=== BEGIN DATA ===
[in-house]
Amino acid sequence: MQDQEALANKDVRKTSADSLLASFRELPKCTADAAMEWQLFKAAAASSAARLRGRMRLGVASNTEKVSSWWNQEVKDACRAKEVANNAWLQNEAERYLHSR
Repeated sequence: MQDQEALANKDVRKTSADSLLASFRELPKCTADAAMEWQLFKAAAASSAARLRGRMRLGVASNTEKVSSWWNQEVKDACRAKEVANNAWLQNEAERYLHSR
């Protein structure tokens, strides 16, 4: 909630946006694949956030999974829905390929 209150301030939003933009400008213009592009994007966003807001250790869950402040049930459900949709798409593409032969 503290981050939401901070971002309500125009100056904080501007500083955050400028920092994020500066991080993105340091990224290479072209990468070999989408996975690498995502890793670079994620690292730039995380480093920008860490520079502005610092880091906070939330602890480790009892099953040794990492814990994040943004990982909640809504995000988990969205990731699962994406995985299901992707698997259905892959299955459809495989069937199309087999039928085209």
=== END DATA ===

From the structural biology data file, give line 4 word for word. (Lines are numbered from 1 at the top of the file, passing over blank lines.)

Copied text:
């Protein structure tokens, strides 16, 4: 909630946006694949956030999974829905390929 209150301030939003933009400008213009592009994007966003807001250790869950402040049930459900949709798409593409032969 503290981050939401901070971002309500125009100056904080501007500083955050400028920092994020500066991080993105340091990224290479072209990468070999989408996975690498995502890793670079994620690292730039995380480093920008860490520079502005610092880091906070939330602890480790009892099953040794990492814990994040943004990982909640809504995000988990969205990731699962994406995985299901992707698997259905892959299955459809495989069937199309087999039928085209």